How to support someone who is going through infertility

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  If you want to support someone going through infertility learn to listen... Part of my role is to help women through the difficult and often all-consuming emotions they can experience while trying to conceive or going through fertility treatment. Women are increasingly aware that their emotions may impact on their fertility. Sometimes they will say to me things like: ‘I’m stressed that I am stressed, because I know it’s bad for fertility!’ They are often caught in a vicious cycle of trying to relax, yet feeling incredibly stressed and out of control. Not only is struggling to conceive an emotional rollercoaster, but it is subject to many external stressors that often add to the problem. Often stress is caused by those closest to you as they struggle to know how to support you and can say seemingly thoughtless and careless things.  

  • “Just relax!” This sort of statement is more likely to induce stress than ease it. There may well be some truth in this for some people, but rarely does telling people to relax actually have the desired effect. Don’t be tempted to fill spaces with paltitudes it is disempowering and irritating.

  • I just know you are going to be ok”. Equally stating that you have some inside knowledge above and beyond the facts of the circumstances is trite and dismissive.

  • Unsolicited advice; giving advice or cutting out things from the paper when advice has not been asked for, maybe well meaning but it causes stress. If you want to be involved ask if there is anything that you can research on behalf of them to save them time and being exposed to irrelevant information.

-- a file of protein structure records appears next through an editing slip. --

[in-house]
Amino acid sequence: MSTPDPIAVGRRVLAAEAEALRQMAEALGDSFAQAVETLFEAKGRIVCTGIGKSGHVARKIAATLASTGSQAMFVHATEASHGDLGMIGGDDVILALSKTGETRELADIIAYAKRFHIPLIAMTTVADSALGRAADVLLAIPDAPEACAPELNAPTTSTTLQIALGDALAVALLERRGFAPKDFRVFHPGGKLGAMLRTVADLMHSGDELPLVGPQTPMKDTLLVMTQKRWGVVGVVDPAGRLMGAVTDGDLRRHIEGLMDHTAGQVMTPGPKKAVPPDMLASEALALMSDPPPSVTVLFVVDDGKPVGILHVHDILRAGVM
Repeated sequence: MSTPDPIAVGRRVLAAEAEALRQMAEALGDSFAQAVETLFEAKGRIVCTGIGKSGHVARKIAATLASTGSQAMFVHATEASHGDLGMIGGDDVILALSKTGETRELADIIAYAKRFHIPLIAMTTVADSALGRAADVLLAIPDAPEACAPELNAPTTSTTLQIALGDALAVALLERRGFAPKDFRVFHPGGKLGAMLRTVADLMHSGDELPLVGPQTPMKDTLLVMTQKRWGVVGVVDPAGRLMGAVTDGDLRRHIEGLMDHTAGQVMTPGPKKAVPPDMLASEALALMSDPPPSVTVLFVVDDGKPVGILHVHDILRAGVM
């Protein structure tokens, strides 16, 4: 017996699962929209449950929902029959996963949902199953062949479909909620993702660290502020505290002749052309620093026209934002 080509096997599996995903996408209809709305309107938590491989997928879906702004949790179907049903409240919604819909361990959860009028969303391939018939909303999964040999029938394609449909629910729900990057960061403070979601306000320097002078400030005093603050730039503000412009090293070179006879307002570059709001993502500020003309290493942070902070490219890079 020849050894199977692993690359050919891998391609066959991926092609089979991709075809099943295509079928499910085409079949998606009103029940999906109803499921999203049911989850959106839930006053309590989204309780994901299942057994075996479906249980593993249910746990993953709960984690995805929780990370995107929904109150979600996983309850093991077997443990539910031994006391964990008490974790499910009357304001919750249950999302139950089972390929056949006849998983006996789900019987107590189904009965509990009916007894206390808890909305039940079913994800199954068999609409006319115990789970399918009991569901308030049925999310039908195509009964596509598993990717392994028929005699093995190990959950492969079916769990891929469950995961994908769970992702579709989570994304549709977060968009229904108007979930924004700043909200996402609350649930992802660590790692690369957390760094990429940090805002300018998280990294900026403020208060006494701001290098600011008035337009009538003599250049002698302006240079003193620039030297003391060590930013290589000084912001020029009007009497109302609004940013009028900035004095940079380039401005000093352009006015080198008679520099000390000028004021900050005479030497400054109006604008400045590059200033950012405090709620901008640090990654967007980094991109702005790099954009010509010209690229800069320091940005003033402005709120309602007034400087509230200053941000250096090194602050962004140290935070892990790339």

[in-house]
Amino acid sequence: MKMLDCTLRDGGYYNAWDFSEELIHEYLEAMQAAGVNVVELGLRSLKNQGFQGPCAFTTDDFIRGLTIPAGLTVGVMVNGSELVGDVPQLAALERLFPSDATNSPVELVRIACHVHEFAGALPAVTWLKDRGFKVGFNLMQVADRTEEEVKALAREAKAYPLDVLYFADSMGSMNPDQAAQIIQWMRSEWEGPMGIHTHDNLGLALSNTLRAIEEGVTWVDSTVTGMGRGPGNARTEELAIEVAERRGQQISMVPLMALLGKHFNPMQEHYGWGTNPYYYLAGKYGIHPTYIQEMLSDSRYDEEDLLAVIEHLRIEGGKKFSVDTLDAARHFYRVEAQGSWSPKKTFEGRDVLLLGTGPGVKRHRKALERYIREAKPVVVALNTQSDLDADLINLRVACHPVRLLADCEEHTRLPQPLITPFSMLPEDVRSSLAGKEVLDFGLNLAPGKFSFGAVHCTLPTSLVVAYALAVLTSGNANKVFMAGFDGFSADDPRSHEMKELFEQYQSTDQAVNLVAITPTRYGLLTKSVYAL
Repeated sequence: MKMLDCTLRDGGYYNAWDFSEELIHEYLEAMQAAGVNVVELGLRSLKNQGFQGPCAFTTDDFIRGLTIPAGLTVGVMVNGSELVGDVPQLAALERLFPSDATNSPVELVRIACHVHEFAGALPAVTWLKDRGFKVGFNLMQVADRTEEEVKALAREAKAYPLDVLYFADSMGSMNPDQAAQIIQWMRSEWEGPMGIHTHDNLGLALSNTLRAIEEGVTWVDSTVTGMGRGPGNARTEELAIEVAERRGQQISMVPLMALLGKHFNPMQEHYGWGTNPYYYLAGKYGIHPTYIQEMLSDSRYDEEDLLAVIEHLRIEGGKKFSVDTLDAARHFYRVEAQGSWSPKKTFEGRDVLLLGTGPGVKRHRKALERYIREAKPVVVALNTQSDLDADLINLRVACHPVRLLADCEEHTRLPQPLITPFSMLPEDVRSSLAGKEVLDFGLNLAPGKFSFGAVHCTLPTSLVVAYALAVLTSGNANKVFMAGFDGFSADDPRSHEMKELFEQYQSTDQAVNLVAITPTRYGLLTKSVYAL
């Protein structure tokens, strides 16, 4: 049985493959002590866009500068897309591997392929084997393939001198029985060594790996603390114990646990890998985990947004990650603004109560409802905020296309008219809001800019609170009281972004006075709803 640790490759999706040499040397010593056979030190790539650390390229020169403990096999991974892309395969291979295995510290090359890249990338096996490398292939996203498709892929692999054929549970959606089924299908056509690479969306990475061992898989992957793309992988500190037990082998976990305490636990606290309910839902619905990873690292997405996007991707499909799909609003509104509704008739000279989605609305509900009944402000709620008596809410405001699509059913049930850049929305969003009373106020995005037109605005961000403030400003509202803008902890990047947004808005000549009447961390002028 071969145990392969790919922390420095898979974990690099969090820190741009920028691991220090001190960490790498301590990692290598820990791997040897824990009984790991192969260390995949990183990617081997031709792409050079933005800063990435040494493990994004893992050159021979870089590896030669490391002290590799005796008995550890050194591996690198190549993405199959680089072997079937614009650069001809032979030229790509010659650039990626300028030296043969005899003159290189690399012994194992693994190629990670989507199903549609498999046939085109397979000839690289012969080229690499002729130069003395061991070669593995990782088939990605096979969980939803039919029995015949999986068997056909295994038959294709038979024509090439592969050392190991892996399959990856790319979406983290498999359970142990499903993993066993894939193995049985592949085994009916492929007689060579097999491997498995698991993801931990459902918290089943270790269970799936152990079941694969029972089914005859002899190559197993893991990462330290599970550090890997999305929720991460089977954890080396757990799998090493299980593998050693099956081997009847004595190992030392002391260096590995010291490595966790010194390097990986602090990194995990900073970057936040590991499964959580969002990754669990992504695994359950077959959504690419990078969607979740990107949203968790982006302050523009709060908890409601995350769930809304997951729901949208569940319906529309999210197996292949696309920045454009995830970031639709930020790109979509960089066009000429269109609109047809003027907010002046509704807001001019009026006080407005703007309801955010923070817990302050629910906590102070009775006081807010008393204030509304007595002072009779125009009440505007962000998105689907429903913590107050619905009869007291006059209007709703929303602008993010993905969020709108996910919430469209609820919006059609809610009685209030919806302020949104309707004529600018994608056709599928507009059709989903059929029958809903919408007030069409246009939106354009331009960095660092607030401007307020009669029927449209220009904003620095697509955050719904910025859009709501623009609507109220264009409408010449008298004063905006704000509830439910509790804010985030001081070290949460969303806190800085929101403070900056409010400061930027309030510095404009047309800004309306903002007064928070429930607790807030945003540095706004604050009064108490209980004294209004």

• Making comparisons; this is rarely helpful or constructive. People often feel like they need to say something or perhaps they are trying to switch the attention away from you. Often comparisons detract away from what has just been spoken and leaves the person feeling unheard.

  • Finding solutions; when people open up to you they are usually not asking for solutions, they are usually asking to be heard.

  • Become a good listener; that is usually all that is required. It is much better to let the person talk and you to simple listen. Validate what they say by feeding it back to them as way of confirmation. Feeling listened to and understood is far more healing than being told what to do.

  • You can always ask how you can help or even better drop a healthy meal on the doorstep and don’t expect to be entertained.

  • Last but not least, sometimes it is the person who is struggling that needs to lead the way. Instead of stewing over careless comments instruct loved ones HOW they can make things easier for you. People are often well meaning but don’t understand what to do or say for the best.